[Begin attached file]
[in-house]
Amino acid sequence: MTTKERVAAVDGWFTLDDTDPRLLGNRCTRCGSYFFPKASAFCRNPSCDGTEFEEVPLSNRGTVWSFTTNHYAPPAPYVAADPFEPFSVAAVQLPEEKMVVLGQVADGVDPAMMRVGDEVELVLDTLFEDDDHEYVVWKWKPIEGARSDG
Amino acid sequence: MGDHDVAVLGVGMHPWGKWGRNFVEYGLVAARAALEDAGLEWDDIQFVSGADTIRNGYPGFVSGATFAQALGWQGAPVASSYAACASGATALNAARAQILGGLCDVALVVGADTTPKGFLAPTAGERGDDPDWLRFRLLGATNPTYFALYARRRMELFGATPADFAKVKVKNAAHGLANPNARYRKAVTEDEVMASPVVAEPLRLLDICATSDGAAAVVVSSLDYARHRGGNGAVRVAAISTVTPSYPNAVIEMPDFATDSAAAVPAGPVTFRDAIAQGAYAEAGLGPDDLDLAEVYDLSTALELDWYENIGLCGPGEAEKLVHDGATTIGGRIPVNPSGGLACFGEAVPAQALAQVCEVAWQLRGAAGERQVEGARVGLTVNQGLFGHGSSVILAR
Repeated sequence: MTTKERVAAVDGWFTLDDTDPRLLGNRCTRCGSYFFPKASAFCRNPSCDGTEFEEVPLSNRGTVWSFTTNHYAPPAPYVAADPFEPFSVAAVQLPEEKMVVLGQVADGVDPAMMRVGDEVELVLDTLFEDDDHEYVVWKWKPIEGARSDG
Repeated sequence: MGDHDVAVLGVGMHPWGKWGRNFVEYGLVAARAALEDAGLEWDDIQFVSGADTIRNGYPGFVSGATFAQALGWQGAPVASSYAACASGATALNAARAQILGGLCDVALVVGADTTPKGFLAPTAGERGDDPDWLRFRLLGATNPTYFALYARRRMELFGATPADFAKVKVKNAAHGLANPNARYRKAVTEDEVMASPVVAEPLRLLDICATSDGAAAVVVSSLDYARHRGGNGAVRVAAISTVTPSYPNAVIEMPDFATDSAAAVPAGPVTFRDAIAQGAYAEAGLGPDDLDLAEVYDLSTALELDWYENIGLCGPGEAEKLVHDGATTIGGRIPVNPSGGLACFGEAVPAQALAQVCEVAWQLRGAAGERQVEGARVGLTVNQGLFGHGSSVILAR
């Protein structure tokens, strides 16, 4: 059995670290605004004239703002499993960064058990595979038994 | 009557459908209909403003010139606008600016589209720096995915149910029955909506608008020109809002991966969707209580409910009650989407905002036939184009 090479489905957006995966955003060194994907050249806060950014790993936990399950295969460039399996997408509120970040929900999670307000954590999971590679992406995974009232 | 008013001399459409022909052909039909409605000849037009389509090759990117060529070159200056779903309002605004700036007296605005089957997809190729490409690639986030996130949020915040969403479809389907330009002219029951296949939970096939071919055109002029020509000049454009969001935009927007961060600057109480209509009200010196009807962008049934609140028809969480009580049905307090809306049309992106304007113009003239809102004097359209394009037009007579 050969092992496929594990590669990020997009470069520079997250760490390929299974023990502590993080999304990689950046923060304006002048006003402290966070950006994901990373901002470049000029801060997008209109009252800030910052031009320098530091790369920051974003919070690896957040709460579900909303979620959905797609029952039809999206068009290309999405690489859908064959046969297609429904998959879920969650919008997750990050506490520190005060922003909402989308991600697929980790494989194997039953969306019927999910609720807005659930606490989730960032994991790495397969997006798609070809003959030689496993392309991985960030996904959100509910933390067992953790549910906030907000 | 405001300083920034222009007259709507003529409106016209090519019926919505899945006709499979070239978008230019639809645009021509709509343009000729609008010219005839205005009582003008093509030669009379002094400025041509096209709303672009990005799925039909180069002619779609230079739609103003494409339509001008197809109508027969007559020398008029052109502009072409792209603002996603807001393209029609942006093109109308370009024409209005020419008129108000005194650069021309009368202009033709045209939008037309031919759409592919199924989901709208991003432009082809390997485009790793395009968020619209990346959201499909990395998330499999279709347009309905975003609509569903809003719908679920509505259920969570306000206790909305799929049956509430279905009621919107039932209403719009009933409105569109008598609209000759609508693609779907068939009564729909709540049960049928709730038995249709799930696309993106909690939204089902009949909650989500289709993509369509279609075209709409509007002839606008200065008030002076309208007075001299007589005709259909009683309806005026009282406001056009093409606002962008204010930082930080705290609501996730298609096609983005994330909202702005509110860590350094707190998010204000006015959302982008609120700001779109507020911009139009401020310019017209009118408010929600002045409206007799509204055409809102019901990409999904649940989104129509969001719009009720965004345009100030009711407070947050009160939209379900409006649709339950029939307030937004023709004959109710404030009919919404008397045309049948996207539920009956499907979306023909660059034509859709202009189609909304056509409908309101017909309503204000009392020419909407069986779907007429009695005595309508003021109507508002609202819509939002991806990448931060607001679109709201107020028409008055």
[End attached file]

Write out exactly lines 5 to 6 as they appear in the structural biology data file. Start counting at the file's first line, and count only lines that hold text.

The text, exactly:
Repeated sequence: MGDHDVAVLGVGMHPWGKWGRNFVEYGLVAARAALEDAGLEWDDIQFVSGADTIRNGYPGFVSGATFAQALGWQGAPVASSYAACASGATALNAARAQILGGLCDVALVVGADTTPKGFLAPTAGERGDDPDWLRFRLLGATNPTYFALYARRRMELFGATPADFAKVKVKNAAHGLANPNARYRKAVTEDEVMASPVVAEPLRLLDICATSDGAAAVVVSSLDYARHRGGNGAVRVAAISTVTPSYPNAVIEMPDFATDSAAAVPAGPVTFRDAIAQGAYAEAGLGPDDLDLAEVYDLSTALELDWYENIGLCGPGEAEKLVHDGATTIGGRIPVNPSGGLACFGEAVPAQALAQVCEVAWQLRGAAGERQVEGARVGLTVNQGLFGHGSSVILAR
């Protein structure tokens, strides 16, 4: 059995670290605004004239703002499993960064058990595979038994 | 009557459908209909403003010139606008600016589209720096995915149910029955909506608008020109809002991966969707209580409910009650989407905002036939184009 090479489905957006995966955003060194994907050249806060950014790993936990399950295969460039399996997408509120970040929900999670307000954590999971590679992406995974009232 | 008013001399459409022909052909039909409605000849037009389509090759990117060529070159200056779903309002605004700036007296605005089957997809190729490409690639986030996130949020915040969403479809389907330009002219029951296949939970096939071919055109002029020509000049454009969001935009927007961060600057109480209509009200010196009807962008049934609140028809969480009580049905307090809306049309992106304007113009003239809102004097359209394009037009007579 050969092992496929594990590669990020997009470069520079997250760490390929299974023990502590993080999304990689950046923060304006002048006003402290966070950006994901990373901002470049000029801060997008209109009252800030910052031009320098530091790369920051974003919070690896957040709460579900909303979620959905797609029952039809999206068009290309999405690489859908064959046969297609429904998959879920969650919008997750990050506490520190005060922003909402989308991600697929980790494989194997039953969306019927999910609720807005659930606490989730960032994991790495397969997006798609070809003959030689496993392309991985960030996904959100509910933390067992953790549910906030907000 | 405001300083920034222009007259709507003529409106016209090519019926919505899945006709499979070239978008230019639809645009021509709509343009000729609008010219005839205005009582003008093509030669009379002094400025041509096209709303672009990005799925039909180069002619779609230079739609103003494409339509001008197809109508027969007559020398008029052109502009072409792209603002996603807001393209029609942006093109109308370009024409209005020419008129108000005194650069021309009368202009033709045209939008037309031919759409592919199924989901709208991003432009082809390997485009790793395009968020619209990346959201499909990395998330499999279709347009309905975003609509569903809003719908679920509505259920969570306000206790909305799929049956509430279905009621919107039932209403719009009933409105569109008598609209000759609508693609779907068939009564729909709540049960049928709730038995249709799930696309993106909690939204089902009949909650989500289709993509369509279609075209709409509007002839606008200065008030002076309208007075001299007589005709259909009683309806005026009282406001056009093409606002962008204010930082930080705290609501996730298609096609983005994330909202702005509110860590350094707190998010204000006015959302982008609120700001779109507020911009139009401020310019017209009118408010929600002045409206007799509204055409809102019901990409999904649940989104129509969001719009009720965004345009100030009711407070947050009160939209379900409006649709339950029939307030937004023709004959109710404030009919919404008397045309049948996207539920009956499907979306023909660059034509859709202009189609909304056509409908309101017909309503204000009392020419909407069986779907007429009695005595309508003021109507508002609202819509939002991806990448931060607001679109709201107020028409008055």